Sr. Wilson, as an introduction, could you tell us how exactly you got involved in reggae music?
Sr. Wilson: "I've been doing reggae for about ten years now, but I've only started to take it more seriously in the last four to five years, collaborating with various sound systems. Before that time I was still into rock and nu metal. By listing to nu-metal I also discovered hip-hop. At the time I was still living in Valencia which had a quite an extensive hip-hop scene at the time. By listening to hip-hop I eventually also discovered ragga and dancehall and that's how I slowly started gravitating towards reggae. That being said my first introduction to reggae music really came through my parents who played Bob Marley, Peter Tosh and some other more commercial reggae artists. After working with a local sound crew called Jump'n'Jawah Sound System in Valencia for a while, about eight years ago I moved to Barcelona where I joined Badalonian Sound."

What exactly prompted the move to Barcelona?
Sr. Wilson: "Because of my parent's jobs I moved around a lot; I've even lived in Colombia for a while. When my parents moved to Barcelona, I just followed and enrolled myself in a sound engineering course."

How would you describe your style, which has a certain vintage quality about it?
Sr. Wilson: "Well, for that I have to thank the people who introduced me to reggae music (a story Sr. Wilson nicely captured in 'My Teachers', closing track on his latest album 'Paso Firme', red.). Most people who discover reggae and dancehall will do so by listening to mainstream artists like Sean Paul or Shaggy. Through joining Badalonian Sound I really got the chance to discover the whole range of the music starting all the way at Studio One and Treasure Isle and slowly working my way back. I've always been attracted to that old school flavor. These days I guess I incorporate both influences from the nineteen seventies and eighties into my style. I love new roots and modern dancehall as well, but that vintage thing is just something that's in me."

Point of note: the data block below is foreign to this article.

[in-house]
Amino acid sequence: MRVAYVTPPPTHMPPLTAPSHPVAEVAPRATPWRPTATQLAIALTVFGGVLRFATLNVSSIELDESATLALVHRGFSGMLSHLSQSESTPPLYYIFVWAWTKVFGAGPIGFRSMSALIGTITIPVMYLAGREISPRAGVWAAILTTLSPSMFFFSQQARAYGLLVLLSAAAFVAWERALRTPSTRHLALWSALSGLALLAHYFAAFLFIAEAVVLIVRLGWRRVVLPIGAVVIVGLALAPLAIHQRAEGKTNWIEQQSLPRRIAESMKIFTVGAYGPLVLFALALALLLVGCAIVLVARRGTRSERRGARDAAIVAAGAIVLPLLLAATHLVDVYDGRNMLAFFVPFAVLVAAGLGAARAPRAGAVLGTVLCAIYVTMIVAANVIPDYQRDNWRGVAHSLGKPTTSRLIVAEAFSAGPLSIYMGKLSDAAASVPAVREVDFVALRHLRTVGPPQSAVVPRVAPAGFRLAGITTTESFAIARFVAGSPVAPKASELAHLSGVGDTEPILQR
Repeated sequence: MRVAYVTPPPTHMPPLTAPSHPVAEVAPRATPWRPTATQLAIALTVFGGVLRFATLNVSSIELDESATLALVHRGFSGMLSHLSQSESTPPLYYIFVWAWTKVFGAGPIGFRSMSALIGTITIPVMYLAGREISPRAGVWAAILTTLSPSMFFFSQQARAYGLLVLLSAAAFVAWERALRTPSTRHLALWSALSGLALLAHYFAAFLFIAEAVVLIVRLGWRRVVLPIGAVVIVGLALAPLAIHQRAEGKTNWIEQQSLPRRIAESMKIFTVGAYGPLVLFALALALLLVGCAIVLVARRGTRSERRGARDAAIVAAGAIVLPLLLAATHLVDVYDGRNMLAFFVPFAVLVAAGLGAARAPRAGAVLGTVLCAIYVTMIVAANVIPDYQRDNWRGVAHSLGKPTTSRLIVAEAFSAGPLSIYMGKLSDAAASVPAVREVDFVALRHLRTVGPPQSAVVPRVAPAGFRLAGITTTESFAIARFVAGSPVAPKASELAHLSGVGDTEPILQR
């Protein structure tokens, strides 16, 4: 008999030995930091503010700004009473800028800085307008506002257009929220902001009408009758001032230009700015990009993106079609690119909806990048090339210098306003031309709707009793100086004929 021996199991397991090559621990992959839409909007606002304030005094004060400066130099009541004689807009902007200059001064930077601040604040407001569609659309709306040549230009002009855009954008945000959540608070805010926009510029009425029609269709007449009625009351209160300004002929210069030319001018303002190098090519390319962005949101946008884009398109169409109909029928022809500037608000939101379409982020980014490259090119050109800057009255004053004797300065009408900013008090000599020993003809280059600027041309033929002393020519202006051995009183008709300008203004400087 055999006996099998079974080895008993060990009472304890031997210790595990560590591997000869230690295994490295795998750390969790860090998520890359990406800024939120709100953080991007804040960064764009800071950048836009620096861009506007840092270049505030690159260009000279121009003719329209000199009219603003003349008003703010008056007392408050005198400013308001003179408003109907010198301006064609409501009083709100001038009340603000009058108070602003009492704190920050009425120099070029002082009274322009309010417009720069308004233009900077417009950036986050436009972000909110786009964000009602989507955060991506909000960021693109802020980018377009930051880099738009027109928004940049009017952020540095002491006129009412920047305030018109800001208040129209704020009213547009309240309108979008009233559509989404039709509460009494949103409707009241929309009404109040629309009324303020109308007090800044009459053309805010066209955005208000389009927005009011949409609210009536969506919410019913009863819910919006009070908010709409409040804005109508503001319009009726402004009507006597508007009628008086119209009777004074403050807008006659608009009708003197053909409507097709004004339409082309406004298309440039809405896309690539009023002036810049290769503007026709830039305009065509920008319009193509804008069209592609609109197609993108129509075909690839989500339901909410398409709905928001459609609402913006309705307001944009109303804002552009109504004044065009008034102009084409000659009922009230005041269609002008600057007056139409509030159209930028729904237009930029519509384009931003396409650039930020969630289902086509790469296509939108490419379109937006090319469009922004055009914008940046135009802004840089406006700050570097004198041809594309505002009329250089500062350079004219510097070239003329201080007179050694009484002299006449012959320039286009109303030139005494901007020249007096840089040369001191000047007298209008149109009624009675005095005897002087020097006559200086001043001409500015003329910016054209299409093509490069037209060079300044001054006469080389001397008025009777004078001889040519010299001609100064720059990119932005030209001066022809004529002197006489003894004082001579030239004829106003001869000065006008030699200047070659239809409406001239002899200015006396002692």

Many European reggae artists of your generation would like nothing more than to get the chance to record in Jamaica. Is that also one of your aspirations?
Sr. Wilson: "I first visited Jamaica about four years ago, but that was more of a holiday than a working trip. Back then I was still discovering the whole reggae culture. I think every amateur of reggae should at least visit Jamaica once. I would definitely like to return to hook up with some of the producers over there and record is some of the iconic studios. It's also interesting to visit the island from a linguistic point of view, to pick up some more patois and improve your own verbal skills. To me Jamaica and the UK are still the epicenters of reggae music or at least the kind of reggae music I really appreciate, so it only stands to reason that I like to visit these places."

For your second album, 'Paso Firme', you collaborated with Reggaeland Records producer Genis Trani. How did that link come about?
Sr. Wilson: "In truth the reggae scene in Barcelona isn't all that big, so everybody knows one another. We already wanted to work together for the longest time, but the financial side of things prevented that until now. Genis really knows how to create that Jamaican new roots flavor I really like and he's just as proficient in creating a nineteen seventies or eighties style riddim. With this album I wanted to accentuate the different flavors that are in me and Genis was the perfect man for the job. I already recorded several tunes over Reggaeland riddims in the past, so the link was already there. I also focused more on singing in Spanish for this album, because a lot of my Spanish speaking fans were asking why I'm singing in patois all the time."

Has the philosophy of Rastafari played any role in your evolvement as an artist and a person?
Sr. Wilson: "Well, personally I don't consider Rastafarianism to be a religion, but rather a way of living or "livity" as they call it themselves. To me Rastafarianism means people power and first and foremost it's about one love, respecting one another and sharing your knowledge and capabilities. It's also about equality, regardless of the color of your skin or your nationality."

In conclusion, can you tell us the provenance of your stage name?
Sr. Wilson: "Well, when I was still in high school, I began growing a beard and my friends started comparing me with the character Tom Hanks portrayed in 'Cast Away' (Robert Zemeckis, 2000). In that movie he gets stranded on a deserted island, with a volleyball he calls Wilson as his only companion. My friends first started calling me "naufrago" ("castaway", red.), but after a while switched to Wilson. When I started getting involved in hip-hop I added "señor" or "sir" in English, to make it sound just that little bit more elegant. In all honesty I really kept the name as a tribute to my friends."